Having recently retired, I decided I wanted to be a part of the process of enrolling people in MNsure, the Minnesota version of the Affordable Care Act’s online health insurance exchanges. It felt to me a little like the civil rights movement, during which I had played a small but meaningful (to me) part as a college student. This time, I wanted to celebrate an achievement that had been the object of public organizing for nearly 100 years. (In 1915, for example, progressive reformers had proposed a system of compulsory health insurance to protect workers against both wage loss and medical costs during sickness. The American Association for Labor Legislation’s proposal, modeled on existing programs in Germany and England, was debated throughout the country and introduced as legislation in several states.)
I found two organizations that were looking for volunteers to help with outreach and enrollment. I began phone-banking and helping with open-enrollment events in October, and I did my last shift this past Saturday. Here is some of what I saw from the inside out of the first six months of Obamacare in Minnesota, as I followed the media’s reporting of the disastrous rollout of the website access points. I do not dispute any of the coverage, but only want to give a different perspective, perhaps a bit closer to those who hoped to gain a level of health security through this historic legislation.
1) Early on, I was surprised that many, many people knew very little about the law and how it would affect them. As cereal advertisers know, repetition is a basic premise for selling your product.
2) With few exceptions, people were very grateful for my call and our efforts to get people insured, even those who already had insurance.
3) Almost no one expressed anger to me about the MNsure website’s many flaws, although many had experienced them firsthand. Telling them about trained navigators and how they could help them with enrollment problems felt like a very useful reason to call.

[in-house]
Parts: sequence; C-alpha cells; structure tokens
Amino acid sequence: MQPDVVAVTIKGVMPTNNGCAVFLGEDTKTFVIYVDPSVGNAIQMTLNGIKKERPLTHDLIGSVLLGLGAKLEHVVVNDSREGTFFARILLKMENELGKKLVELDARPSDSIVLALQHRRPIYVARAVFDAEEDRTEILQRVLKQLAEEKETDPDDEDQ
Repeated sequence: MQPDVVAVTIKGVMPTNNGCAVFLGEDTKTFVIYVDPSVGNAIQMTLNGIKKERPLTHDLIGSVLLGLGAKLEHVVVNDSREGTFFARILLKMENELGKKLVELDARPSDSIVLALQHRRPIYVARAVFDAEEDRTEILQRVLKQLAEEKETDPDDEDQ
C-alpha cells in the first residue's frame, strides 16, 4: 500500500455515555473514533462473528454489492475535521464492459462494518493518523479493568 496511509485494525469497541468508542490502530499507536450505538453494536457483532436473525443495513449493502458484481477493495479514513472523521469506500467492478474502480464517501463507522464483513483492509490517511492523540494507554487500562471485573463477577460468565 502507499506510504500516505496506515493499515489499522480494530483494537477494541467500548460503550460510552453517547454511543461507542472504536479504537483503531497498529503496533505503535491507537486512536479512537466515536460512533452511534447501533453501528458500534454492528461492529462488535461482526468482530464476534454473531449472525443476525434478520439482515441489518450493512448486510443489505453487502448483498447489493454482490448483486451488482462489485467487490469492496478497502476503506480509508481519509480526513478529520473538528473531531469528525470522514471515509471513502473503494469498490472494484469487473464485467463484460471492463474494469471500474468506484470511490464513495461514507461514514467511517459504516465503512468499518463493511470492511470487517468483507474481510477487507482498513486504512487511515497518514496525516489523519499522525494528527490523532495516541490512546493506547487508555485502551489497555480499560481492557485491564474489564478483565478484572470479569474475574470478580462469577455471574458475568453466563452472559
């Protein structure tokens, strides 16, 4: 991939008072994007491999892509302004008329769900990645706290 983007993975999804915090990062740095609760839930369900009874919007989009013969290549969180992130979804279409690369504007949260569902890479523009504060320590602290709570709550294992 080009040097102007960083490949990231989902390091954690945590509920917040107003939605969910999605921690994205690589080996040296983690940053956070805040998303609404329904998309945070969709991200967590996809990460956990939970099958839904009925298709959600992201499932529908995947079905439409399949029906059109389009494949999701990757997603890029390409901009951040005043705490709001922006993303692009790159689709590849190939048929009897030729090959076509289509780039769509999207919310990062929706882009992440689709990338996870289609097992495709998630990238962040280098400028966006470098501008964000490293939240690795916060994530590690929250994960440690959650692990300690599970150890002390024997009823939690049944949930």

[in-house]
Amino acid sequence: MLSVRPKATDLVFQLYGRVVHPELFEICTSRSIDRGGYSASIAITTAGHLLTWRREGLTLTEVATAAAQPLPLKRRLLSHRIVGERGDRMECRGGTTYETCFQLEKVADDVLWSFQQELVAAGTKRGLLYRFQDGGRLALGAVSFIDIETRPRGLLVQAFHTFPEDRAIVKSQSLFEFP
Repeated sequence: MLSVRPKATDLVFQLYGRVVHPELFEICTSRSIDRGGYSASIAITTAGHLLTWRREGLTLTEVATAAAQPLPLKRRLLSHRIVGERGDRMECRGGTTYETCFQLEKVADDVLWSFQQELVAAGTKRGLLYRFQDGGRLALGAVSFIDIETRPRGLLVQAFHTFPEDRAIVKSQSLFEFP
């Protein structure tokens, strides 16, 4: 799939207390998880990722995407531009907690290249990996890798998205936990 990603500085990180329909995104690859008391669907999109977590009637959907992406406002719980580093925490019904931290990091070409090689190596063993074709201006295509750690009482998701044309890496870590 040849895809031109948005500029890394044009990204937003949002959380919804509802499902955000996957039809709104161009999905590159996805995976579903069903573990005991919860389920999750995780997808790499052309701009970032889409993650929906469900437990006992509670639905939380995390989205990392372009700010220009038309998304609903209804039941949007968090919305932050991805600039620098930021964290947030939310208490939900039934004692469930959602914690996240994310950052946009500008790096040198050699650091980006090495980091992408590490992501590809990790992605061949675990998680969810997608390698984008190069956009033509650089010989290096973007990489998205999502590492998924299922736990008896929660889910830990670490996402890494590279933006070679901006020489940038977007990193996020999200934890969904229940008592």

On enrollment events:
1) While the process was often long and filled with website lockups and deletions, MNsure enrollees were remarkably patient and appreciative of the efforts of the navigators. I think of newspaper photos of people in long lines waiting patiently to vote for the first time in some far-off small country.
2) At my second enrollment event, a young mom came out of the enrollment room with a huge smile. She had come the previous Thursday and stayed for three hours, unsuccessful in finishing the enrollment. She returned on a Saturday for another hour and said that for the first time, she and her two special-needs children would have health insurance.
3) At another event, families with older non-English-speaking immigrants came and there was someone who could speak Hmong or Somali to help them get insured.
4) At my last event, a woman walked in with four school-aged children trailing her. After an hour, she came out with teary eyes and said to us: “I tried to use the website myself at home and I thought insurance would cost me $500 per month. Here I found out that my children qualify for Medicaid and my insurance will cost me $46 a month. I just went through a terrible divorce, and now I know I’m going to make it.”
Yes, the MNsure rollout was a mess. But having a chance to see up close who benefited, what the financial stakes were and how they measured the hassles vs. the peace of mind — that was priceless.
Carol C. White lives in Minneapolis.